How much should Lp(a) be lowered to translate into meaningful CV benefit?
Although several lines of evidence suggest a causal link between lp(a) levels and CVD, trials on lowering Lp(a) have thusfar failed to show a CV outcome benefit. Brian Ference describes a more informative approach to look at Lp(a) data to identify who may benefit from Lp(a)-lowering therapy.
Thusfar, clinical trials have not demonstrated a meaningful clinical benefit of lowering Lp(a). Dr. Ference thinks this may be the consequence of using log(lp(a)) levels. He used a different method that may better identify patients who may benefit most form Lp(a)-lowering therapy.
Brian Ference, MD is currently Clinical Chief of the Division of Cardiovascular Medicine, Director of the Cardiovascular Genomic Research Center, and Chief of the Division of Translational Research and Clinical Epidemiology at Wayne State University. His current research utilizes the principles of Mendelian randomization to identify risk factors that have both a causal and a cumulative effect of the risk of disease in an attempt to identify targets for early intervention, and to model “naturally randomized trials” that attempt to frame and answer clinical questions when an actual clinical trial would be impractical or impossible to conduct.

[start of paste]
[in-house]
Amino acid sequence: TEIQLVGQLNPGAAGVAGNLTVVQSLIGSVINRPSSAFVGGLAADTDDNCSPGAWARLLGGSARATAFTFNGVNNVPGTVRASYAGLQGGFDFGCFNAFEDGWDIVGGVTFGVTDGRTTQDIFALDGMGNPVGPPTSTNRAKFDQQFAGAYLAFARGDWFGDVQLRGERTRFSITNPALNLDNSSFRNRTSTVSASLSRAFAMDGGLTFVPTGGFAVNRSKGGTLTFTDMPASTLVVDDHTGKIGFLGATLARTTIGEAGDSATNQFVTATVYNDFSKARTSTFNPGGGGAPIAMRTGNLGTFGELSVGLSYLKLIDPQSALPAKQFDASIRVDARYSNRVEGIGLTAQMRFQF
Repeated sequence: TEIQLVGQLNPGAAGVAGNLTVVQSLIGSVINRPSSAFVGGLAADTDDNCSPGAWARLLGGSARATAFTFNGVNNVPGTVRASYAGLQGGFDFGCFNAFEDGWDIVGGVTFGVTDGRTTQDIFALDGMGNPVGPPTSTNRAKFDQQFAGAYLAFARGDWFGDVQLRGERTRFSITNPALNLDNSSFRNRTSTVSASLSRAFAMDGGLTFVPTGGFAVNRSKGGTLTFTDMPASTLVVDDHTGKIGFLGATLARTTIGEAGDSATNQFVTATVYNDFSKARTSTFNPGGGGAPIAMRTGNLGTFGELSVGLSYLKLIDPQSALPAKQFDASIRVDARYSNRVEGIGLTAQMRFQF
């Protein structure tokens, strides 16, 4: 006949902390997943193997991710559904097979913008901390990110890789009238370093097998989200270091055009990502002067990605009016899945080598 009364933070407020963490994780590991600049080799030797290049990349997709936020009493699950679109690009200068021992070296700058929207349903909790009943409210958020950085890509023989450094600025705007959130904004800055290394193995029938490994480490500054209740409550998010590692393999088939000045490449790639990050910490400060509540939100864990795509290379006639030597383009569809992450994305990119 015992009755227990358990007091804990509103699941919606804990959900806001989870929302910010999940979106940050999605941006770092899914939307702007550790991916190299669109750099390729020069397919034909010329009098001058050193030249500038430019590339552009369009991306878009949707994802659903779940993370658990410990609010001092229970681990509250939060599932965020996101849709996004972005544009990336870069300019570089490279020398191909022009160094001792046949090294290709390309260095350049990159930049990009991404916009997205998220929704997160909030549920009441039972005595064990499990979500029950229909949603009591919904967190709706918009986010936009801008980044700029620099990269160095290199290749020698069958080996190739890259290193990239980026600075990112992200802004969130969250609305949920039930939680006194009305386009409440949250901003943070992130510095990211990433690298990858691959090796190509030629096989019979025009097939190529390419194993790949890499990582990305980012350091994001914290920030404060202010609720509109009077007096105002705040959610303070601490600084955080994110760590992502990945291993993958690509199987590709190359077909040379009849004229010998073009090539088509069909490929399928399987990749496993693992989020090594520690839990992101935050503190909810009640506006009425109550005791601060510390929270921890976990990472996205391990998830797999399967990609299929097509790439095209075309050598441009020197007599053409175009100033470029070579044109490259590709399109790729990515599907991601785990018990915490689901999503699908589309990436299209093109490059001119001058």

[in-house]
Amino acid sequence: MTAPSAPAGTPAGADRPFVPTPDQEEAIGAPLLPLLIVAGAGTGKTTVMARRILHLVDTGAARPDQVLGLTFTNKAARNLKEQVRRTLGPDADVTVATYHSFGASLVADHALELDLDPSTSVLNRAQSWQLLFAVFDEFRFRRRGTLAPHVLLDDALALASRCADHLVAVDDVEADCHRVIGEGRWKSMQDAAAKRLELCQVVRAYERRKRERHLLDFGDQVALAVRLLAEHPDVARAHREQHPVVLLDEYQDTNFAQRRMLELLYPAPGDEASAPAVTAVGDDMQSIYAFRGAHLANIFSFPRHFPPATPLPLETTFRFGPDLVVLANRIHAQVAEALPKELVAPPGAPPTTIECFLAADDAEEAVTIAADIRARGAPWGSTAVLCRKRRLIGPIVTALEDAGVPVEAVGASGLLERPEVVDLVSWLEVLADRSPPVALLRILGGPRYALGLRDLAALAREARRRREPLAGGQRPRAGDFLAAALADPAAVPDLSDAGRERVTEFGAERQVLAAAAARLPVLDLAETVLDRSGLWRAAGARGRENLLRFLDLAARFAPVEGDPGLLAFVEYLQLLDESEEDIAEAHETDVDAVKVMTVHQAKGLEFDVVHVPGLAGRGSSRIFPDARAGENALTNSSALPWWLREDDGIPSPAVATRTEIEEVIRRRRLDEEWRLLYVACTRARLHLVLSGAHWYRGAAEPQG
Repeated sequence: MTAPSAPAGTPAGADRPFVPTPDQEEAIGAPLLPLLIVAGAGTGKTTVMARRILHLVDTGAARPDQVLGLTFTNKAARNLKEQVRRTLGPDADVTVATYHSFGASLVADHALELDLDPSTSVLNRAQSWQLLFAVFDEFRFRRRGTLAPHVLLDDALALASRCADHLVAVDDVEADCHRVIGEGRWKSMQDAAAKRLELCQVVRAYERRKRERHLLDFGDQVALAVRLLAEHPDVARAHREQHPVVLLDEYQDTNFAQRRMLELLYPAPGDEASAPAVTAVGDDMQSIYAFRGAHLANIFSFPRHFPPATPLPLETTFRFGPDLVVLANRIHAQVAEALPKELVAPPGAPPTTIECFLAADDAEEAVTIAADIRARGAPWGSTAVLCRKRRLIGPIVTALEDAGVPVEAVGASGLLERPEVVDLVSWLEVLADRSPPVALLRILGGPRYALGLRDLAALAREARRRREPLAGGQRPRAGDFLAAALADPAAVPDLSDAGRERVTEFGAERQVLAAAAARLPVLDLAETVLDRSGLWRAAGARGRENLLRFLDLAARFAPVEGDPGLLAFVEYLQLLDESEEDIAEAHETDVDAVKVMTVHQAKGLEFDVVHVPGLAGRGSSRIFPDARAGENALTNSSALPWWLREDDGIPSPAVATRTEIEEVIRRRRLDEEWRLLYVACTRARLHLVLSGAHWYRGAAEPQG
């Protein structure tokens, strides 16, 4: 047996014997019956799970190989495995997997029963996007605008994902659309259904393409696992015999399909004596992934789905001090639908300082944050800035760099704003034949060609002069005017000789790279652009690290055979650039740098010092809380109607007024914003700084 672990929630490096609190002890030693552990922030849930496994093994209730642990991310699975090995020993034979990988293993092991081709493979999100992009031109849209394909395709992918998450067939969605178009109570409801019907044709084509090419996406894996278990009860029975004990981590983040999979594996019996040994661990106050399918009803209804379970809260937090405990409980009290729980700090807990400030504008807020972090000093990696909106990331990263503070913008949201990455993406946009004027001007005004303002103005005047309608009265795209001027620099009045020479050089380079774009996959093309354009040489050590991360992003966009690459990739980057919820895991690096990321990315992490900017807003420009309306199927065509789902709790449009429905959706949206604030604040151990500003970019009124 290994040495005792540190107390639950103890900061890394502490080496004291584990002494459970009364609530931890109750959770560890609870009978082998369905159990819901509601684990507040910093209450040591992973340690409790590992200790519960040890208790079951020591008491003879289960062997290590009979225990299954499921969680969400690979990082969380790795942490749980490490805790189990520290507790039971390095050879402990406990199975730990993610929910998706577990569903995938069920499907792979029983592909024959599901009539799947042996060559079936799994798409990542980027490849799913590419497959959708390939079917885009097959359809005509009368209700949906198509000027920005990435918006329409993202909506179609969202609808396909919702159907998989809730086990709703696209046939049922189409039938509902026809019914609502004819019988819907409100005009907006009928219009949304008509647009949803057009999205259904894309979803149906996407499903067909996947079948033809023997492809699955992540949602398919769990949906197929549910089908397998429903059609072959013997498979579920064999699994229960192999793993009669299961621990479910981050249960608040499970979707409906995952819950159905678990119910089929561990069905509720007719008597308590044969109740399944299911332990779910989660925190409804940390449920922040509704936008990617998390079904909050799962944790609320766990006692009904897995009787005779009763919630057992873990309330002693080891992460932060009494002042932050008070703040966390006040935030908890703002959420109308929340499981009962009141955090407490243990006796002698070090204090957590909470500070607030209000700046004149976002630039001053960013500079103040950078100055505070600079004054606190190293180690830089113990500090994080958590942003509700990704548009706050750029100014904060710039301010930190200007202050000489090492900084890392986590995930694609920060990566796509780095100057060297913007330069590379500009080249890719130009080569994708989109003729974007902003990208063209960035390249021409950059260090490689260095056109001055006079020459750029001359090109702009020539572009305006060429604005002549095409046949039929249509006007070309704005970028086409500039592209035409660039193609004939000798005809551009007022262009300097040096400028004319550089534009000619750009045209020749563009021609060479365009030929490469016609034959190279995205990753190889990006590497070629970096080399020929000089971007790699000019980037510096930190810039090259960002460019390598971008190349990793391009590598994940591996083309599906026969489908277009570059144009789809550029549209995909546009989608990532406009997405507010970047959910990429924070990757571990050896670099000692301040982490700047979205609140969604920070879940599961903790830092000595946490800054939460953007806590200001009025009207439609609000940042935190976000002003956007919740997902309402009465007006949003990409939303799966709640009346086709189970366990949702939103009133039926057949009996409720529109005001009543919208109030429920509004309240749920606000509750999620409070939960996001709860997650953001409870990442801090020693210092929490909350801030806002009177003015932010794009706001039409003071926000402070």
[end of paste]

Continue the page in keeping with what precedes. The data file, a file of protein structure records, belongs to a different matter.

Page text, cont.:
This recording was independently developed under auspices of PACE-cme. The views expressed in this recording are those of the individual presenters and do not necessarily reflect the views of PACE-cme.